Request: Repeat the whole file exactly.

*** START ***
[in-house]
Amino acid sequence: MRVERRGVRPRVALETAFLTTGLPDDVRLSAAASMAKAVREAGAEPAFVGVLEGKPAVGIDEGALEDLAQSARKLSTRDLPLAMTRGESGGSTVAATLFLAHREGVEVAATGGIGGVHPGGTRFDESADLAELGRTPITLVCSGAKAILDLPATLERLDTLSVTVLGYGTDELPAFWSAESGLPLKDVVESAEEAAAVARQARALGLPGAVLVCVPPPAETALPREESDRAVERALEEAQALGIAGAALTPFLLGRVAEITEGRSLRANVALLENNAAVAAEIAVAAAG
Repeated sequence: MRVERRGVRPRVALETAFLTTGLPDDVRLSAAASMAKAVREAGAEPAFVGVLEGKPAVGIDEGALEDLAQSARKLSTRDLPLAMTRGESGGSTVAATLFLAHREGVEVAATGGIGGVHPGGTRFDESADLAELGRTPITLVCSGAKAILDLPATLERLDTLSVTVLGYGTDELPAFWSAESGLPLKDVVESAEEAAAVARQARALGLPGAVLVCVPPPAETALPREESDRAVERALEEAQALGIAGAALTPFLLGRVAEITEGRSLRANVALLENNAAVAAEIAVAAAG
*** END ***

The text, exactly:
[in-house]
Amino acid sequence: MRVERRGVRPRVALETAFLTTGLPDDVRLSAAASMAKAVREAGAEPAFVGVLEGKPAVGIDEGALEDLAQSARKLSTRDLPLAMTRGESGGSTVAATLFLAHREGVEVAATGGIGGVHPGGTRFDESADLAELGRTPITLVCSGAKAILDLPATLERLDTLSVTVLGYGTDELPAFWSAESGLPLKDVVESAEEAAAVARQARALGLPGAVLVCVPPPAETALPREESDRAVERALEEAQALGIAGAALTPFLLGRVAEITEGRSLRANVALLENNAAVAAEIAVAAAG
Repeated sequence: MRVERRGVRPRVALETAFLTTGLPDDVRLSAAASMAKAVREAGAEPAFVGVLEGKPAVGIDEGALEDLAQSARKLSTRDLPLAMTRGESGGSTVAATLFLAHREGVEVAATGGIGGVHPGGTRFDESADLAELGRTPITLVCSGAKAILDLPATLERLDTLSVTVLGYGTDELPAFWSAESGLPLKDVVESAEEAAAVARQARALGLPGAVLVCVPPPAETALPREESDRAVERALEEAQALGIAGAALTPFLLGRVAEITEGRSLRANVALLENNAAVAAEIAVAAAG